|Creating a startup initialization file||Section 22.3.6|
|Using command procedures containing SHOW CLUSTER commands||Section 22.3.7|
|Using SYSMAN to manage security||Section 22.5|
|Using the SYSMAN DO command to manage an OpenVMS Cluster||Section 22.6|
This chapter explains the following concepts:
|OpenVMS Cluster systems||Section 22.1|
|Setting up an OpenVMS Cluster environment||Section 22.1.1|
|Clusterwide system management||Section 22.1.2|
|The Show Cluster utility (SHOW CLUSTER)||Section 22.3.1|
|SYSMAN and OpenVMS Cluster management||Section 22.4|
An OpenVMS Cluster system is a loosely coupled configuration of two or more computers and storage subsystems, including at least one Alpha computer. An OpenVMS Cluster system appears as a single system to the user even though it shares some or all of the system resources. When a group of computers shares resources clusterwide, the storage and computing resources of all of the computers are combined, which can increase the processing capability, communications, and availability of your computing system.
A shared resource is a resource (such as a disk) that can be accessed and used by any node in an OpenVMS Cluster system. Data files, application programs, and printers are just a few items that can be accessed by users on a cluster with shared resources, without regard to the particular node on which the files or program or printer might physically reside.
When disks are set up as shared resources in an OpenVMS Cluster environment, users have the same environment (password, privileges, access to default login disks, and so on) regardless of the node that is used for logging in. You can realize a more efficient use of mass storage with shared disks, because the information about any device can be used by more than one node---the information does not have to be rewritten in many places. You can use the OpenVMS MSCP, which is the mass storage control protocol, or TMSCP, which is the tape mass storage control protocol, server software to make tapes accessible to nodes that are not directly connected to the storage devices.
You can also set up print and batch queues as shared resources. In an OpenVMS Cluster configuration with shared print and batch queues, a single queue database manages the queues for all nodes. The queue database makes the queues available from any node. For example, suppose your cluster configuration has fully shared resources and includes nodes ALBANY, BASEL, and CAIRO. A user logged in to node ALBANY can send a file that physically resides on node BASEL to a printer that is physically connected to node CAIRO, and the user never has to specify (or even know) the nodes for either the file or the printer.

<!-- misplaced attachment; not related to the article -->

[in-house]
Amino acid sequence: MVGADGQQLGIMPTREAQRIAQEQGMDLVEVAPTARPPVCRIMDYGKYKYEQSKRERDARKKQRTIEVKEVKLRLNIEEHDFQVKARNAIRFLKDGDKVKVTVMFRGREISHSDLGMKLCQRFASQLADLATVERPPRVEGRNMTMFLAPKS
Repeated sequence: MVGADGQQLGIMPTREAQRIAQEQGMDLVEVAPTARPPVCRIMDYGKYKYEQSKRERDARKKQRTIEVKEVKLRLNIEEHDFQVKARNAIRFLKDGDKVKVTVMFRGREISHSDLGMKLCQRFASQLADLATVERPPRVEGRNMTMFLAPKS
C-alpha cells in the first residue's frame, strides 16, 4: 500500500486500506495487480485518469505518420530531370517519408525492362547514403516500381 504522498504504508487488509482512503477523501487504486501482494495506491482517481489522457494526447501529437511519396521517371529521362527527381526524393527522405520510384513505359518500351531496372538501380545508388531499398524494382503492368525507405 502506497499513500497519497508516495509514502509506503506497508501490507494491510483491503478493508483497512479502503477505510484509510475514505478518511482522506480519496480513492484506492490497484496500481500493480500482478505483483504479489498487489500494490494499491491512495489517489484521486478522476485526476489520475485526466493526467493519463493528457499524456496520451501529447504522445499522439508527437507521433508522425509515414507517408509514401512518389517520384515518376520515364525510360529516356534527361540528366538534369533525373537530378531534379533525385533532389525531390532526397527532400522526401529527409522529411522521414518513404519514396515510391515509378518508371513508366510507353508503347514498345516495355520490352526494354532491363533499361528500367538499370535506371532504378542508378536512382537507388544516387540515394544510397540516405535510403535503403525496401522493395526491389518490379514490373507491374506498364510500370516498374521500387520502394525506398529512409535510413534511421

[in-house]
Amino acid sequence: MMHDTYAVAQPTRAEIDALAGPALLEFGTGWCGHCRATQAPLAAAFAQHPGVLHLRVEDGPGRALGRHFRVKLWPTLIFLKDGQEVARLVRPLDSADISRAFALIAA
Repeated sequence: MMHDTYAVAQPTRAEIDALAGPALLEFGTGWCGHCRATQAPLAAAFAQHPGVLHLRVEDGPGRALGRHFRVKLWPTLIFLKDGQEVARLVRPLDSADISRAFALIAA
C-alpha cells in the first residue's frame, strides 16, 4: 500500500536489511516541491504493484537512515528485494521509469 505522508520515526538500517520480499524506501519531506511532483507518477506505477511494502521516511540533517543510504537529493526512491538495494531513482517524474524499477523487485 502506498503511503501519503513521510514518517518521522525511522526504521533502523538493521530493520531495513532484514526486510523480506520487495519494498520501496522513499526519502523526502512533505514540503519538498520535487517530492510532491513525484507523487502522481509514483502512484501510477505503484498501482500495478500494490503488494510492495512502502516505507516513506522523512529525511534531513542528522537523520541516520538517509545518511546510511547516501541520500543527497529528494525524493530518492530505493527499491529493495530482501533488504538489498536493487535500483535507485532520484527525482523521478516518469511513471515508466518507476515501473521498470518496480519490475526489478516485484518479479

A number of types of OpenVMS Cluster configurations are possible. Refer to Guidelines for OpenVMS Cluster Configurations and the OpenVMS Cluster Software Product Description (SPD) for complete information about supported devices and configurations.
The following sections briefly describe OpenVMS Cluster systems. For
complete information about setting up and using an OpenVMS Cluster
environment, refer to OpenVMS Cluster Systems.
22.1.1 Setting Up an OpenVMS Cluster Environment
Once you have planned your configuration, installed the necessary hardware, and checked hardware devices for proper operation, you can set up an OpenVMS Cluster system using various system software facilities. Setup procedures to build your cluster follow.
|Procedure||For More Information|
|Installing or upgrading the operating system on the first OpenVMS Cluster computer||Installation and operations guide for your computer|
|Installing required software licenses||OpenVMS License Management Utility Manual|
|Configuring and starting the DECnet for OpenVMS network||DECnet for OpenVMS Networking Manual|
|Configuring and starting TCP/IP Services||Compaq TCP/IP Services for OpenVMS Installation and Configuration|
|Preparing files that define the cluster operating environment and that control disk and queue operations||OpenVMS Cluster Systems|
|Adding computers to the cluster||OpenVMS Cluster Systems|